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Texas Balloon Pilot Had DWI Record, But Friend Says He Was Sober

An ex-girlfriend says pilot Skip Nichols put safety first.
Image: Police and National Transportation Safety Board officials head to a briefing near the site where a hot air balloon crashed west of Lockhart, Texas.
Investigators at the site where a hot air balloon crashed, killing 16 people, west of Lockhart, Texas, July 30, 2016.TAMIR KALIFA / The New York Times via Redux Pictures

The pilot of the hot-air balloon that crashed in Texas, killing 16 people, had a record that includes arrests for driving while intoxicated and drugs — but his ex-girlfriend said he had been sober for years and would never put his passengers in danger.

"He wouldn’t have taken anybody into an unsafe environment," Wendy Bartch said of Alfred "Skip" Nichols.

Nichols, who was certified to fly balloons, was killed in Saturday's accident. The cause is under investigation by the National Transportation Safety Board, which has not determined if pilot error was involved.

Public records show that Nichols served nearly two years in a Missouri prison after a 1999 marijuana arrest. He was still on parole when he was busted for felony DWI in 2007 and went back to jail for 21 months. He also pleaded guilty to DWI misdemeanors in 2000 and 2002.

According to one court record from 2010, his license to drive was suspended until 2020, though it's not clear that if that was still in effect at the time of the crash.

The Federal Aviation Administration said in a statement that all pilots are required to report DWI offenses within 60 days, which can lead to license suspension or revocation.

The FAA said Monday that it had no record of any action against Nichols' pilot license or against his company, Heart of Texas Hot Air Balloon Rides, but cautioned that some records are expunged after two years.

However, Nichols' court file includes a 2013 letter from the FAA saying it was investigating his latest DWI and asking for copies of paperwork in the case.

The FAA came under attack from the NTSB on Monday evening, with the lead investigator saying it's "unacceptable" that federal regulations don't require a medical certificate for balloon operators like they do for airline pilots.

Since Nichols was reportedly in recovery, it's unclear if his past substance abuse issues would have made him ineligible to fly now.

Bartch told NBC News that she had known Nichols since 1989 and worked for him on a regular basis starting in 2012. He stopped drinking several years ago, she said.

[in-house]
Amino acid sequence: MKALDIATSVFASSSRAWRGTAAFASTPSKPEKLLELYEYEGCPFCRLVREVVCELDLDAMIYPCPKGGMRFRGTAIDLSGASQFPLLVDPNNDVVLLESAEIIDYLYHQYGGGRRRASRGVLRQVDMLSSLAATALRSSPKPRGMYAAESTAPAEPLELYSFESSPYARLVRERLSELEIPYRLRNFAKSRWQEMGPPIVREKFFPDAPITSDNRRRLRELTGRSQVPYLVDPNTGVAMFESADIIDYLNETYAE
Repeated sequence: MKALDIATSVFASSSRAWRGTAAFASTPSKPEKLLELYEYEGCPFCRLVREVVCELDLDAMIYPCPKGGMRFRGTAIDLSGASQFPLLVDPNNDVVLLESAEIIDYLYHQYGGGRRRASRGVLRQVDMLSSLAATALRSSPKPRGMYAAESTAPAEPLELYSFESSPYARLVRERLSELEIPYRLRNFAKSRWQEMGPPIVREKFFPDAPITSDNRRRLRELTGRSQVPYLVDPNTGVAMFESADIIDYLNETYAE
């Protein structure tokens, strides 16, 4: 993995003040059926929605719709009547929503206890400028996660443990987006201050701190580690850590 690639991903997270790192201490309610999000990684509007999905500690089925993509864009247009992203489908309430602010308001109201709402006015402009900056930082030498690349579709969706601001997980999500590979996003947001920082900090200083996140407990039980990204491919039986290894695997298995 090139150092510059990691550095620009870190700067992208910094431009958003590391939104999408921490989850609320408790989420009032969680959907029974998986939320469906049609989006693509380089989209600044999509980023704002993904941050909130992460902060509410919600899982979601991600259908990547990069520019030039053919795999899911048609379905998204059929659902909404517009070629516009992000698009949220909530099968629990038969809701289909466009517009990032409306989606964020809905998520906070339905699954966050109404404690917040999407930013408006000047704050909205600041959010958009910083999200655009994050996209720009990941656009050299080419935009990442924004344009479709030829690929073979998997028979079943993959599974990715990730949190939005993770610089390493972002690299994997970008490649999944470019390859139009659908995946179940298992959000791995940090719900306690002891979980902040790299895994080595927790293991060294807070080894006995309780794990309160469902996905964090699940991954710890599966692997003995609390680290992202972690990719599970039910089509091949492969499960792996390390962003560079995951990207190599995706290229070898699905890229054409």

“Skip had changed his life,” she said. “He was 100 percent sober and I know it to be a fact. He did everything to promote his sobriety. His life was different.”

Investigators at the site where a hot air balloon crashed, killing 16 people, west of Lockhart, Texas, July 30, 2016.TAMIR KALIFA / The New York Times via Redux Pictures

Bartch, who worked as a ground crew member for Nichols, also said that he was a stickler for safety.

“We’re not just talking about Skip, we’re talking about 15 other people," she said of the accident, crying as she spoke.

"If there was any measure of anything, any visibility issues, any cloud cover, any precipitation, he would not have gone up. He wouldn’t have."

The two balloon ride companies that Nichols ran, Heart of Texas and a company in Missouri, were the subject of 10 complaints with the Better Business Bureau, but most were related to refunds over canceled rides.

In some rebuttals to the complaints, the company said cancellations were due to unsafe weather conditions.

"Safety is always our top priority, and will never be compromised," the company wrote in one response.

Nichols' Missouri company was the subject of a 2012 civil suit that alleged he operated a balloon in a "negligent and careless manner," causing a 2009 crash. The suit — which claimed he did not take a test flight of the balloon after an annual certification and failed to monitor the fuel level during the flight — was settled in 2013.

The National Transportation Safety Board has said that the balloon in this weekend's tragedy likely hit power lines before it plunged to the ground in Lockhart, Texas, eight miles into its flight.

It was cloudy at the time of takeoff but it's not clear if weather played a role.

Heart of Texas has suspended operations. In a statement posted to its Facebook page over the weekend, the company said “no information has been shared with us by the investigating authorities.’

“There are simply no words to express our profound sadness at this event that has taken away so many of our loved ones.” the statement said.

Elisha Fieldstadt contributed.